Today, we will start by considering our own pedagogical philosophies as a foundation for the rest of the week. Remember that you can do the stuff suggested here in whatever order. Each day, there will usually be a short post, some suggested readings, an activity, and asynchronous and synchronous discussions to join. You can do some or all of these, whatever you find useful. Work at your own pace and reach out if you need anything.
In the "Introduction" to Critical Digital Pedagogy: a Collection (publishing later this week), we write,
All three of these words, “critical,” “digital,” and “pedagogy,” do real work in the world — each individually, and also in combination. In Teaching to Transgress, bell hooks asserts that when “there is a split between theory and practice” we perpetuate “conditions that reinforce our collective exploitation and repression.” When, however, we let words do work, when “no gap exists between theory and practice,” we allow teaching to be more than instrumental, and digital learning to be more than edtech. We reclaim the critical aims of education, its questioning and reflection, its imperative toward justice and equity, and its persistent need to read the world within which it takes place, whether that’s a classroom, a living room, a playground, or a digital device.
There are no easy answers in critical digital pedagogy. It can’t tell us how to shift face-to-face teaching online. It can’t tell us how the learning management system can be refashioned for 6-year-olds fumbling through remote karate lessons. Critical digital pedagogy can’t, of its own volition, keep at bay the absurd siren song of Turnitin or ProctorU. It can’t solve the problem of recreating online a 3-year-old’s Montessori language-immersion preschool.
And in "Critical Digital Pedagogy: a Definition" from An Urgency of Teachers, we write,
Many tools are good only insofar as they are used. And tools and platforms that do dictate too strongly how we might use them, or ones that remove our agency by too covertly reducing us and our work to commodified data, should be rooted out by a Critical Digital Pedagogy. Far too much work in educational technology starts with tools, when what we need to start with is humans.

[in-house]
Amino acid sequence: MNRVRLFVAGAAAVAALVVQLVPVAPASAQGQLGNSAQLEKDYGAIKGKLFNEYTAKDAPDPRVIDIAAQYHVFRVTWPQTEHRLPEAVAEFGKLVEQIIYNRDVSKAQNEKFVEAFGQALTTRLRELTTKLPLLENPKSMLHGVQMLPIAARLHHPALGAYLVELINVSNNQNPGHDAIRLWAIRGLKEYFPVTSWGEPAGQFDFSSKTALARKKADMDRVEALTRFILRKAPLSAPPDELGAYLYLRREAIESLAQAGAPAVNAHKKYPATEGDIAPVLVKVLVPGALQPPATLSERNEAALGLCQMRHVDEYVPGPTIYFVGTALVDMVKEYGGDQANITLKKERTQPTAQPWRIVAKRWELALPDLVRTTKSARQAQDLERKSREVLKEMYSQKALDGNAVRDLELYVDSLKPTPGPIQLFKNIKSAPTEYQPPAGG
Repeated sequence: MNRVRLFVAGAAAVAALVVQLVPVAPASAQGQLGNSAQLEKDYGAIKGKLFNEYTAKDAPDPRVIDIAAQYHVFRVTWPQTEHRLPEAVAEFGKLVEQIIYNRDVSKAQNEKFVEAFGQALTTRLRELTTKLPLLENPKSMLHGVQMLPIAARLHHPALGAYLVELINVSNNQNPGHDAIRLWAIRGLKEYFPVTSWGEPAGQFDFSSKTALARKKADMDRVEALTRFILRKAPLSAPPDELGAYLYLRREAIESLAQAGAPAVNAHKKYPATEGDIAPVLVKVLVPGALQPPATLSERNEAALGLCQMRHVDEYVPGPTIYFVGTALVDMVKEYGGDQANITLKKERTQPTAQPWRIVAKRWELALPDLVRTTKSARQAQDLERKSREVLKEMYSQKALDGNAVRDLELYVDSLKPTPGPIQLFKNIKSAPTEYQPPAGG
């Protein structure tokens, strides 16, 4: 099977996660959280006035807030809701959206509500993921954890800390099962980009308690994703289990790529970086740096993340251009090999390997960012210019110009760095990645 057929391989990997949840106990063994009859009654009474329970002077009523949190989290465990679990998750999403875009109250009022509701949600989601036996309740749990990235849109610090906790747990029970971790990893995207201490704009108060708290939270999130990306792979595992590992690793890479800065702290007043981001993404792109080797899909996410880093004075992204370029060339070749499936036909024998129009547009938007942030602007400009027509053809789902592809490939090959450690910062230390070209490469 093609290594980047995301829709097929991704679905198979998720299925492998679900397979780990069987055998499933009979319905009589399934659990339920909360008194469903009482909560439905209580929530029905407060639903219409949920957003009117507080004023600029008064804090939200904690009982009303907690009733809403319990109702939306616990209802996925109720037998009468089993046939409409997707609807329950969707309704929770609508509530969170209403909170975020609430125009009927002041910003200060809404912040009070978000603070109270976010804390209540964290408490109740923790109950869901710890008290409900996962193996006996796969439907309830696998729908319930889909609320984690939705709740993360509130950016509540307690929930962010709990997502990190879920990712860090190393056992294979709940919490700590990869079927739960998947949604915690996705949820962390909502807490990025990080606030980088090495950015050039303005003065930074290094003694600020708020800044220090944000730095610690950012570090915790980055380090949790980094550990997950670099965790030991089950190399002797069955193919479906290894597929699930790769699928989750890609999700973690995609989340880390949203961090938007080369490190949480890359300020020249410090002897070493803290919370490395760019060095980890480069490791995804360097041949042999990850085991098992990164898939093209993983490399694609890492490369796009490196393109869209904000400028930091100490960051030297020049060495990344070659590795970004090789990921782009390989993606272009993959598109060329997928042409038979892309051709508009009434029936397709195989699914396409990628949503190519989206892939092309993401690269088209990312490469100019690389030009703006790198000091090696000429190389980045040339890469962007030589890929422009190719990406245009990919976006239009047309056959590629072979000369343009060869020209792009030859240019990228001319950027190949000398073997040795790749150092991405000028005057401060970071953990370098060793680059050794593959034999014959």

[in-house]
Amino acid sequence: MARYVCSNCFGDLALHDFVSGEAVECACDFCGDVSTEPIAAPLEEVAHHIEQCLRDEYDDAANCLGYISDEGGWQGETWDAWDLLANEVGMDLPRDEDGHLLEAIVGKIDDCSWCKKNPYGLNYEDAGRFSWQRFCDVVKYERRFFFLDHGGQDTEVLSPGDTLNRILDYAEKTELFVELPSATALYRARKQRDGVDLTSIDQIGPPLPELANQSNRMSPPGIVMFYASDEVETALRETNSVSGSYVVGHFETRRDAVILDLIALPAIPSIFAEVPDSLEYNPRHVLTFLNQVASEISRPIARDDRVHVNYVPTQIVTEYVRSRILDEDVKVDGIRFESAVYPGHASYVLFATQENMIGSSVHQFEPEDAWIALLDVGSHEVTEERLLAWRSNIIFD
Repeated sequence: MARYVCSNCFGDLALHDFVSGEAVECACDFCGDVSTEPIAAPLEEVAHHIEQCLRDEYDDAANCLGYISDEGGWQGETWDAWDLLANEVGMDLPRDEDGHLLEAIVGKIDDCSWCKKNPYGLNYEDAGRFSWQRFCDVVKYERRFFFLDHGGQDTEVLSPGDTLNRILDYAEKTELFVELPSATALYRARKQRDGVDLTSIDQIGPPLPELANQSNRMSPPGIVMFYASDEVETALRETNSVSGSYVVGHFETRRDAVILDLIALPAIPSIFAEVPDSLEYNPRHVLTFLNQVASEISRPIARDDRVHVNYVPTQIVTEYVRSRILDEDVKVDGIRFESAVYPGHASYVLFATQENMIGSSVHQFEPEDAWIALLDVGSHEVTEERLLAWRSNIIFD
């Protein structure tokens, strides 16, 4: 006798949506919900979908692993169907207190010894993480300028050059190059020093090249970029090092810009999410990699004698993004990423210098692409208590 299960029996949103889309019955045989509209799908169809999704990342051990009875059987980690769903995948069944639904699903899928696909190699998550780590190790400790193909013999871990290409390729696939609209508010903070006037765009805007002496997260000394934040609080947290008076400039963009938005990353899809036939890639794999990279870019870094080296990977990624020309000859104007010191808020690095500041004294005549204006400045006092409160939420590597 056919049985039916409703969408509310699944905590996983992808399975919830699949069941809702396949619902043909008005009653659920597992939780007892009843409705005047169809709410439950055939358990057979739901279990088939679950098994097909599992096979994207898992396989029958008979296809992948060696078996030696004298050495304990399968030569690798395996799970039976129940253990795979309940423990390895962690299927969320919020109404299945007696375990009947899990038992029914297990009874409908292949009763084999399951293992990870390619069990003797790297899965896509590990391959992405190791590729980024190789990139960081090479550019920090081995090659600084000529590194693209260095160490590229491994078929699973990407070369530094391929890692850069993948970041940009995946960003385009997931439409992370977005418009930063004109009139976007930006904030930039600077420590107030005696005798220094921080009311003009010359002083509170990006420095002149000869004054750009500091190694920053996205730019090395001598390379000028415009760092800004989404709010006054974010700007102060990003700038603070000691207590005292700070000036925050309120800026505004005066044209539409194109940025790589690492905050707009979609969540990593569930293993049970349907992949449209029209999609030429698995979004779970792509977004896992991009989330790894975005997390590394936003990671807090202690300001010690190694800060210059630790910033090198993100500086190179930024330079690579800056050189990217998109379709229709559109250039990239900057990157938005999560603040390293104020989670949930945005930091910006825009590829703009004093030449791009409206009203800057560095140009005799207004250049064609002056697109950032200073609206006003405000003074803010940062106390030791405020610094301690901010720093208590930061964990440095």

We are better users of technology when we are thinking critically about the nature and effects of that technology.
- Urgency of Teachers: “Critical Digital Pedagogy: a Definition”
- CDP Collection: Maha Bali, “Critical Pedagogy: Intentions and Realities”
- CDP Collection: Catherine Denial, “A Pedagogy of Kindness”
- bell hooks, Teaching to Transgress, Chapter 12: Confronting Class in the ClassroomPaulo Freire, Pedagogy of the Oppressed, Chapter 2
Activity: Guided Writing Prompt
Find a quiet place (or a quieter place, because we know the world is loud right now). Get two pieces of paper. If you're using a computer, close all other applications other than the one you're planning to write in. You'll start with what Natalie Goldberg calls a "finger exercise." The gist: keep your hand (or cursor) moving, let your words wander, don't self-edit, keep writing until the time is up.
Finger Exercise (moving words around): First, write for five minutes, using the following questions as a place to start.
Who do you teach? What do you know about your students? Who are they? How are they changing? What do they want from their education? What barriers do they face?
Start writing now.
Dear Class Letter: Now, put the first piece of paper to the side or open another word processing document. Start again with a blank page. This time you'll write for a bit longer, 10 - 12 minutes. Time yourself, but nobody else is timing you, so you can go over if you feel moved to. Write a letter to your class, something you could imagine putting on the front page of your syllabus. It doesn't have to end up there, so don't worry about your writing being "camera-ready." Feel free to remi this and any other activity we suggest. If you're an administrator, write a letter to your faculty. If you're an instructional designer, write a letter to the faculty with whom you work. Etc.
What work do you value from your students? What will you contribute (as the teacher)? What does success look like in your class? How (as the teacher) will you know when you’ve seen it? What is the students’ collective role in constructing the course? How will you show care for your students? How will you show care for yourself?
Start writing now.
1) If you didn't already add an introduction to the discussion forum, start there.
2) Then, join the new thread we've created where you'll consider the following questions: What is a learner? What is a teacher? How are these roles and definitions changing today? What are the challenges involved in the evolution of these roles and definitions? What are the benefits? You don't have to answer all of these, just find a place to begin. In your post, you might share at least one sentence from your responses to the writing prompts.
3) Join Sean and Jesse for an informal live chat in Zoom today at 6:0opm EDT (UTC -4). Register for this and all our chats this week here.